Exactly what it bills itself to be (A Treasury of Spellbinding Tales Old and New), this first anthology begins a trend that you will notice nearly all of the books here follow: blending the masterworks of the 19th and early 20th centuries with lesser-known works by lesser-known authors of the post-war era. Most great ghost anthologies will try to maintain this balance, but this one stands out as a stellar success. Not only is it a repository of excellent short fiction, but it includes several novellas and novelettes, and six poems to boot.

The stories range from the common classics ("Dracula's Guest," "Carmilla") to the connoisseur pieces ("No. 252 Rue M. Le Prince," "The Hospice") which will develop your familiarity with the greats, but also includes (and this is the majority of the book) rarely anthologized horror stories from the postmodern era -- from authors like Robert Aickman, Ray Matheson, Parke Godwin, Tennessee Williams, Isaac Asimov, Orson Scott Card, and Craig Shaw Gardner. Ranging from the 1780s to the 1980s, these stories trace the development of the horror genre from Gothic poems about demon lovers to surrealist nightmares about inescapable outer dimensions.





Although the titles are quite similar, this is a different book altogether, with a more scholastic mood -- perfect for the reader who wants to add a whiff of leather armchair and pipe tobacco to their bookshelves. Every supernatural library needs a solid, academic text sitting there beside the Dover and Wordsworth paperbacks. This heavy-hitting hardcover lends a level of scholarly rigor to any collection, bringing along with it classic literary ghost and horror stories from the standard bearers of the genre (Poe, Stoker, Blackwood, Machen and more) to lesser known masterpieces by surprisingly mainstream contributors (Sayers, Hemingway, O. Henry, Kipling, and more).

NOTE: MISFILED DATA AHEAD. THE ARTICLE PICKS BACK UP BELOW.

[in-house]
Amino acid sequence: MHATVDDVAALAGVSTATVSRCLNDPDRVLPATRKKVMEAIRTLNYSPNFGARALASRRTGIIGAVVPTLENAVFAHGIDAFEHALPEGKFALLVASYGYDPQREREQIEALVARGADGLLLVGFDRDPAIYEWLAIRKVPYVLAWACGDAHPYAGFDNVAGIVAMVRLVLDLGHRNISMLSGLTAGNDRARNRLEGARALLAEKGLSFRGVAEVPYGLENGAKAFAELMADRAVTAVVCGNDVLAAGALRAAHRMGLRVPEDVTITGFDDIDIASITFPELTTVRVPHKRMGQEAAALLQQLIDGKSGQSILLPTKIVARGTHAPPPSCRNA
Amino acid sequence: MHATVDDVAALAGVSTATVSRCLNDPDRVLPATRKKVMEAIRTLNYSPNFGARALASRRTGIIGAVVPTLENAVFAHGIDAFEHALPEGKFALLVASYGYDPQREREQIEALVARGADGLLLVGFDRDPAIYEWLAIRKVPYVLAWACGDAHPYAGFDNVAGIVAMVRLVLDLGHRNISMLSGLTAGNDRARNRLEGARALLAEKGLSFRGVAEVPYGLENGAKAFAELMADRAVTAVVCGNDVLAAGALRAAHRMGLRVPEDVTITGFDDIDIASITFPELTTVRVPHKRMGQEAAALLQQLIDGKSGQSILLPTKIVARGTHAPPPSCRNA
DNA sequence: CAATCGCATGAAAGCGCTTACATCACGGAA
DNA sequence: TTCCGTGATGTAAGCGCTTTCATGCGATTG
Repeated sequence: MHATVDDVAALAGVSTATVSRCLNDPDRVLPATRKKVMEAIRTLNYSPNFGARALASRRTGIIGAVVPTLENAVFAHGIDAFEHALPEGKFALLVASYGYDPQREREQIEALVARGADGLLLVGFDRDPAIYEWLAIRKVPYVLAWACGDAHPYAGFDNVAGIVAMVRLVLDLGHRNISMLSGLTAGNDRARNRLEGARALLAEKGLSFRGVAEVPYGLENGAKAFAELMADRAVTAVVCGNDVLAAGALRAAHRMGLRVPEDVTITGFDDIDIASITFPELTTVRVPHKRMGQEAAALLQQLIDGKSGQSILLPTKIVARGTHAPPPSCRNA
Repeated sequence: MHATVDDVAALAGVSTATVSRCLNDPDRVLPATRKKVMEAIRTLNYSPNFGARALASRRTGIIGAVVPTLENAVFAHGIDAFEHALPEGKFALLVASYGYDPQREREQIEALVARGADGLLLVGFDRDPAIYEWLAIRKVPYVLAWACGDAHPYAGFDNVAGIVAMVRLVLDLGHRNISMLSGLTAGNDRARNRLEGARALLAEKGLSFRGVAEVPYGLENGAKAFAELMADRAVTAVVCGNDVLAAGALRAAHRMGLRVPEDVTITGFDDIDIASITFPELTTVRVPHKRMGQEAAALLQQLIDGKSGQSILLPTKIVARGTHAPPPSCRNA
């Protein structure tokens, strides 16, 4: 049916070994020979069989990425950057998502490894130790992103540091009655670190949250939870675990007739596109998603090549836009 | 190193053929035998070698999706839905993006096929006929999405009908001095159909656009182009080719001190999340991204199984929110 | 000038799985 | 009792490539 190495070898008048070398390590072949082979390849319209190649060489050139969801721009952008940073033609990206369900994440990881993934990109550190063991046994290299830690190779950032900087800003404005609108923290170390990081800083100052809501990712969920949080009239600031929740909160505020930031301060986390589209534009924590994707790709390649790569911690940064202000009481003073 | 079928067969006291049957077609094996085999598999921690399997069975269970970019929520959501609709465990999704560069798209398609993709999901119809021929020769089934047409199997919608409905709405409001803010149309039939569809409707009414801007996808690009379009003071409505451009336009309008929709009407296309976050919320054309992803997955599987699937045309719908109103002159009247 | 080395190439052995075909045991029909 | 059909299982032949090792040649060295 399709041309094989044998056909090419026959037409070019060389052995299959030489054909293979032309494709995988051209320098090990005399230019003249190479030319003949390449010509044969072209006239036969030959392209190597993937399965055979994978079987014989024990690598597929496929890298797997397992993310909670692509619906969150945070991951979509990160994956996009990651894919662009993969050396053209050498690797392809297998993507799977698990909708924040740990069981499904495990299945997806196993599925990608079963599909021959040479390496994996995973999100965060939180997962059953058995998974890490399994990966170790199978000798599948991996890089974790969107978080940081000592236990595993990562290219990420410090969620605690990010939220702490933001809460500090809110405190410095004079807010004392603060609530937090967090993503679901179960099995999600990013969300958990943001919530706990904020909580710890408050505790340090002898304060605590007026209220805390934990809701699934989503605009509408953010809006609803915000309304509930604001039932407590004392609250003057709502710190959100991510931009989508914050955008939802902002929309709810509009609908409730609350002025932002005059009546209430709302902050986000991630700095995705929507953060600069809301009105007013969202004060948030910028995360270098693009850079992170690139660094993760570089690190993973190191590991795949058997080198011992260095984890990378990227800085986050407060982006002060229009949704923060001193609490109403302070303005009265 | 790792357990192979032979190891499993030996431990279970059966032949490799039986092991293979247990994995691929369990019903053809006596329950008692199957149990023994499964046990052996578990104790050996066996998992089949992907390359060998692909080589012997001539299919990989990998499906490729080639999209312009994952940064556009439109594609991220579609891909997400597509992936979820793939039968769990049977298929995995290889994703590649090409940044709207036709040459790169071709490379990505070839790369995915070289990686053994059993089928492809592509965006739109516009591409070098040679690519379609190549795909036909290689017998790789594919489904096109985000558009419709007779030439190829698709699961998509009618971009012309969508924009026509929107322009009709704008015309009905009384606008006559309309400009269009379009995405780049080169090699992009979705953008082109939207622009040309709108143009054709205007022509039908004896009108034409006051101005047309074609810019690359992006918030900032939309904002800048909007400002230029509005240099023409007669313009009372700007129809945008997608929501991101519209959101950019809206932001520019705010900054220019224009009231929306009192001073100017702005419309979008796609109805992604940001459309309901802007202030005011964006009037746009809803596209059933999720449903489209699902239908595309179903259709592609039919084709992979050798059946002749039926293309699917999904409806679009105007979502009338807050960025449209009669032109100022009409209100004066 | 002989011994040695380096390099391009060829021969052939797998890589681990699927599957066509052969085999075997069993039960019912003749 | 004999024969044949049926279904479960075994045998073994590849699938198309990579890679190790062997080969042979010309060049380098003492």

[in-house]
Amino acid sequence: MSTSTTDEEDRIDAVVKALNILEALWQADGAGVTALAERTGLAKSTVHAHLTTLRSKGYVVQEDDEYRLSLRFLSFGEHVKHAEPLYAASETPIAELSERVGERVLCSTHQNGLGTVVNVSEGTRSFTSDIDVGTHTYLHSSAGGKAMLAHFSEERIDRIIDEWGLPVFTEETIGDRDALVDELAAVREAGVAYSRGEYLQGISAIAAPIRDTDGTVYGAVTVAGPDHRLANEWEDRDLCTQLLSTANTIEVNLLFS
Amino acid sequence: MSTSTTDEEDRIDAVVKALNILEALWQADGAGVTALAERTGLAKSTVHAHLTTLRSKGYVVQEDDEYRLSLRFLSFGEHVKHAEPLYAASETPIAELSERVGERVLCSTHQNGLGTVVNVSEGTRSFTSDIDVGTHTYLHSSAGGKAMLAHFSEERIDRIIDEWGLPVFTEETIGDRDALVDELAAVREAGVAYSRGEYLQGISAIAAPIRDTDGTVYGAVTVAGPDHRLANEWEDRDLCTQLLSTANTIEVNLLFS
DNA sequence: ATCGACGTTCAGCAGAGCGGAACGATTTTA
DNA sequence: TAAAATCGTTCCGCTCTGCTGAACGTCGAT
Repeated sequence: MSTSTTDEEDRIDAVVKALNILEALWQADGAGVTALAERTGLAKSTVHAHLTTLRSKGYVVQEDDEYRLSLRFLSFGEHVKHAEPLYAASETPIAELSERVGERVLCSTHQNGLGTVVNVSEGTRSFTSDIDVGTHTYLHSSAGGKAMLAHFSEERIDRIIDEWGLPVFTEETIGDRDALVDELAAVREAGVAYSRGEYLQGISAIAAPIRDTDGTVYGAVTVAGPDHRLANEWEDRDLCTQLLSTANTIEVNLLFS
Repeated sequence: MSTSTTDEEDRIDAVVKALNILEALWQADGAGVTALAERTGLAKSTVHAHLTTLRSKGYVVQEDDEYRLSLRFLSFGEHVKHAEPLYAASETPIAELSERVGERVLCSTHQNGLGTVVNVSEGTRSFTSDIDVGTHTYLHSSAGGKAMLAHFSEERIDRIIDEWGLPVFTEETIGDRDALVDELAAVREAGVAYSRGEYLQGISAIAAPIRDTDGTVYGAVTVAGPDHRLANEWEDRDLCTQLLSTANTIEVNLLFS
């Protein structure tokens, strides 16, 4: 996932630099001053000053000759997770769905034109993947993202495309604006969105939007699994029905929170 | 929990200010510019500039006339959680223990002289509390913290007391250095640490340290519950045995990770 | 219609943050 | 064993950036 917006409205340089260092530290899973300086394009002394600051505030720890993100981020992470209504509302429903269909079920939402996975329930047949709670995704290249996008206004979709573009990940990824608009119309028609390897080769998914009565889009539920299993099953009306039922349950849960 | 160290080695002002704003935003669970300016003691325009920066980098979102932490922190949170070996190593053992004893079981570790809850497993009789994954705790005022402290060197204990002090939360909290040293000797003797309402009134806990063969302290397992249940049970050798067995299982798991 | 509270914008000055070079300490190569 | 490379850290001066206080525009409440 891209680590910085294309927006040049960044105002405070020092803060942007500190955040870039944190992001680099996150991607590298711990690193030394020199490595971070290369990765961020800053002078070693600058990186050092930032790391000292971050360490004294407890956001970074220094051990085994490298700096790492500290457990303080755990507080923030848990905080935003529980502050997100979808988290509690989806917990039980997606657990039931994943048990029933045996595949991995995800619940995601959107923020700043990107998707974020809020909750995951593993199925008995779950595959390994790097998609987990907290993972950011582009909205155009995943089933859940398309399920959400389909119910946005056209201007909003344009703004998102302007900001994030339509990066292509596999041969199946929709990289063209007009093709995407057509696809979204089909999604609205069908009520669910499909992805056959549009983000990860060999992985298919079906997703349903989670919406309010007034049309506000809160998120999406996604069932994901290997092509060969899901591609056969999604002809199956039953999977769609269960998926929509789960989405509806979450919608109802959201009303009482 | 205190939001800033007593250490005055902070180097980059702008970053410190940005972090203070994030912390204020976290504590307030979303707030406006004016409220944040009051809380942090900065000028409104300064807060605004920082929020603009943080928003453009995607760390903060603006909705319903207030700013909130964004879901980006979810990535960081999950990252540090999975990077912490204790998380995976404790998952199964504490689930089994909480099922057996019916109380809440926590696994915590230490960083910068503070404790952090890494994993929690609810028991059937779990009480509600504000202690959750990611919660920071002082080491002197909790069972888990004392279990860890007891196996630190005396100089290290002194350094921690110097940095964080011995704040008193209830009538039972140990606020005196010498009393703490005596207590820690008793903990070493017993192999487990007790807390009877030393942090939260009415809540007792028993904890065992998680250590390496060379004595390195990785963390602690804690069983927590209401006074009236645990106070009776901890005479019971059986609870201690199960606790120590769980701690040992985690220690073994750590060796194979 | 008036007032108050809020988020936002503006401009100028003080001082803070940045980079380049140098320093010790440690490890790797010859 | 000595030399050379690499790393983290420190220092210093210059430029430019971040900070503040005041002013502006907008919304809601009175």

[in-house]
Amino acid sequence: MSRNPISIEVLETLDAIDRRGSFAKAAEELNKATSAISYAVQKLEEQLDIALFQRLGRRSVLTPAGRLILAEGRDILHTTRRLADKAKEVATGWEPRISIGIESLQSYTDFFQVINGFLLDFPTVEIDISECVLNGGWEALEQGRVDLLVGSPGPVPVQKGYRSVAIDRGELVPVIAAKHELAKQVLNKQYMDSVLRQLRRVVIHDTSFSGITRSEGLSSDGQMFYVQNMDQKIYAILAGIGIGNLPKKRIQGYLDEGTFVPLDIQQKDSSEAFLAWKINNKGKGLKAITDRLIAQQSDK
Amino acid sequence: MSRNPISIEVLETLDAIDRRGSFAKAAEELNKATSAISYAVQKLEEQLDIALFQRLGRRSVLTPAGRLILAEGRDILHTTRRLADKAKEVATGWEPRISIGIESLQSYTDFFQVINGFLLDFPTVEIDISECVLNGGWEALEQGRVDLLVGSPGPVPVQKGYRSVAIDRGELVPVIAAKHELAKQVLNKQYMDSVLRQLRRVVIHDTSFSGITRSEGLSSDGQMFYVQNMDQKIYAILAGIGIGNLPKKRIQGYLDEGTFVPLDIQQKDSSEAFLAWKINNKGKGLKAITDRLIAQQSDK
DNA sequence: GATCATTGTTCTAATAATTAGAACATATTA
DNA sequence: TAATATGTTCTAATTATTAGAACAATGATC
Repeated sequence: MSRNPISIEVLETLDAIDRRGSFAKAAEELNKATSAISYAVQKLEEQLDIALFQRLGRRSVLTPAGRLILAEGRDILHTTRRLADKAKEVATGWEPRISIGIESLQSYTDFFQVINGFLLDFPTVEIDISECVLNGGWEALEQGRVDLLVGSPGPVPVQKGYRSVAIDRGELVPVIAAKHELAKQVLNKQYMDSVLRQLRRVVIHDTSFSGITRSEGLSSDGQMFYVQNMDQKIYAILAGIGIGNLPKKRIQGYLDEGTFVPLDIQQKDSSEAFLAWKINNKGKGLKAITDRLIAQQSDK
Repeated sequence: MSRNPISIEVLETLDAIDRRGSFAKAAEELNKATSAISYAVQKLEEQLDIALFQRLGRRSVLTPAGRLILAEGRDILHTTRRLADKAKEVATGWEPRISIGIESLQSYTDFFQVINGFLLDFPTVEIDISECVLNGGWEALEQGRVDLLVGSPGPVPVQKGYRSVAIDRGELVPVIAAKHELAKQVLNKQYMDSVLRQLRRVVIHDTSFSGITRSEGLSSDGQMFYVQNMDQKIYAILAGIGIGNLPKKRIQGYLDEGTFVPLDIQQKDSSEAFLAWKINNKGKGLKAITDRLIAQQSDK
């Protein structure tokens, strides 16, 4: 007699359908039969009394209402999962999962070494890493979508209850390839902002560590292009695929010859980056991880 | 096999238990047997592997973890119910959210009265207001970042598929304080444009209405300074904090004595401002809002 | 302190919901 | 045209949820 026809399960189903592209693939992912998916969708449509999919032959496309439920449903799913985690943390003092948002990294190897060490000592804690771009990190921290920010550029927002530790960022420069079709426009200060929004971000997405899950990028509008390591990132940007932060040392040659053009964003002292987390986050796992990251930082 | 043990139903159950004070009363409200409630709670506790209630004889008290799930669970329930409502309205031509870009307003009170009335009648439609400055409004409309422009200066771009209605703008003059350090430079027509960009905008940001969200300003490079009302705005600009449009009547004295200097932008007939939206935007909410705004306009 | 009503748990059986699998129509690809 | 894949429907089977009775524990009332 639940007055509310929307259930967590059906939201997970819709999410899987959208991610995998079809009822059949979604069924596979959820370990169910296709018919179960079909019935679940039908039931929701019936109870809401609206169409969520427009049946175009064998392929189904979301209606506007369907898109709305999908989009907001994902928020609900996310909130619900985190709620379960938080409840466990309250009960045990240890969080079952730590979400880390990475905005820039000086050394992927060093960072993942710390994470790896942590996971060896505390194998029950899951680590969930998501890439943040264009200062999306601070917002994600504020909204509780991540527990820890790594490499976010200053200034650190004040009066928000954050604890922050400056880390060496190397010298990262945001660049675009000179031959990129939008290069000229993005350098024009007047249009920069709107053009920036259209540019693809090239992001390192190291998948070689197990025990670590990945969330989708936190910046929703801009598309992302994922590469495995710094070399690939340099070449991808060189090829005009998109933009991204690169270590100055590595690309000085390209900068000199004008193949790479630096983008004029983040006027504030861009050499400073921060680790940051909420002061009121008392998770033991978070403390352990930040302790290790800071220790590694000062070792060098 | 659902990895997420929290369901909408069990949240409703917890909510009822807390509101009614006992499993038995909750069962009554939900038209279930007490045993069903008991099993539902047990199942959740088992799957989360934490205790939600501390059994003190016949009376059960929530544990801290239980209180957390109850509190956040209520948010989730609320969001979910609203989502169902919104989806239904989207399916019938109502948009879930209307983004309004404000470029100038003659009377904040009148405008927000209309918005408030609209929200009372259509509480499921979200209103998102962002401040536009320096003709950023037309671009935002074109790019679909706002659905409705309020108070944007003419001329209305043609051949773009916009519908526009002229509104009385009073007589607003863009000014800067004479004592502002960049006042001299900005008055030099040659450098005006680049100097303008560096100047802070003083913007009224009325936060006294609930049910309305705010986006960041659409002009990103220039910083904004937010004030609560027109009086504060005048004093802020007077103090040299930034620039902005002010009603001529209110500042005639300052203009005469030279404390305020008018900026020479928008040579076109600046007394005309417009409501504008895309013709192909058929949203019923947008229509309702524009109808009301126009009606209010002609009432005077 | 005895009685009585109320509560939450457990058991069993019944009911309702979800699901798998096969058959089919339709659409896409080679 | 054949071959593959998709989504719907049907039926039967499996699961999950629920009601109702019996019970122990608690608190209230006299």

You will encounter the world's most influential horror stories here: Collins' "A Terribly Strange Bed," Poe's "M. Valdemar," Dicken's "Trial for Murder," Hawthorne's "Rappacini's Daughter," de Maupassant's "Horla," O'Brien's "What Was It?," Crawford's "Screaming Skull," Lovecraft's "Rats in the Walls," Machen's "Great God Pan," and more. Complete with a scholarly introduction and notes, it provides an intellectual aura to a genre that is frequently neglected by academia. Give your library some gravitas and a heady touch of class.